Use of Washington State newspapers for submersion injury surveillance
- 1University of Washington School of Medicine
- 2Department of Pediatrics, University of Washington School of Medicine, Children's Hospital and Regional Medical Center
- 3Children's Hospital and Regional Medical Center
- 4Department of Epidemiology, School of Public Health & Community Medicine, University of Washington
- 5Washington State Department of Health, Emergency Medical and Trauma Prevention
- Correspondence to: Dr Linda Quan, Emergency Services CH04, Children's Hospital and Regional Medical Center, Box C5371, 4800 Sand Point Way NE, Seattle, WA 98105, USA
Objectives—To evaluate the usefulness of newspapers as a surveillance tool for submersion injury, the proportion of submersion events and important details reported in Washington State newspapers was determined. It was also determined whether a letter sent to newspaper editors to encourage reporting changed the proportion and content of reported submersion events.
Methods—Newspaper articles regarding submersion were collected from 225 Washington newspapers from June 1993 through September 1998. Newspaper articles were linked to computerized state death and hospital records. Reporting during periods before and after a letter was sent encouraging more newspaper articles on submersion injury and preventative factors was compared.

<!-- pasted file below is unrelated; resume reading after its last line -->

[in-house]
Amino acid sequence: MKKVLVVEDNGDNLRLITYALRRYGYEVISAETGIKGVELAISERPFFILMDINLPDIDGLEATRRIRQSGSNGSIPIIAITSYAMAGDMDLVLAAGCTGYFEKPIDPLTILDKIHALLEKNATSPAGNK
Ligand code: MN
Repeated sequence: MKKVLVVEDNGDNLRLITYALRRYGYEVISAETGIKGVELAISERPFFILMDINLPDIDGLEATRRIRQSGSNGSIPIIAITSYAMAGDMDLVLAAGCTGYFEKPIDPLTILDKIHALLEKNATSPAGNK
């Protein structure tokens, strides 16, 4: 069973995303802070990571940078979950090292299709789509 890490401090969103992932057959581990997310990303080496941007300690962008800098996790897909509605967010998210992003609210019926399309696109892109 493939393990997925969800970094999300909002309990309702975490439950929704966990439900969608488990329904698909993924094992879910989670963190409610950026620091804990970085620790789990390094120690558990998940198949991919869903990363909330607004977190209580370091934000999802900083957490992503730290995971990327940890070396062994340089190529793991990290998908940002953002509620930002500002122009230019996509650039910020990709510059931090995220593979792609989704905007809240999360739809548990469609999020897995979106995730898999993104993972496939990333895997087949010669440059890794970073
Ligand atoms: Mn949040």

Results—A total of 1874 submersion victims were identified in the three data sources. Of the 983 victims who had a death certificate, 52% were reported in at least one news article. Of the 471 persons in hospital discharge data, 25% were reported in a newspaper. Reporting of pediatric victims who died increased from 63% to 79% (p=0.008); reporting of hospitalized persons increased from 23% to 27% (p=0.3). There were increases in reporting of swimming ability (7% to 15%, p<0.001), supervision (82% to 91%, p<0.001), and alcohol use (7% to 24%, p<0.001). Reporting of life vest use decreased (35% to 23%, p<0.001).
Conclusions—Newspapers failed to report about one half of fatal submersions and three quarters of submersions that resulted in a hospitalization. An effort to improve reporting was associated with an increase in the proportion of pediatric drownings that were reported, but a consistent improvement in content was found. The usefulness of newspaper articles as a surveillance tool may be limited.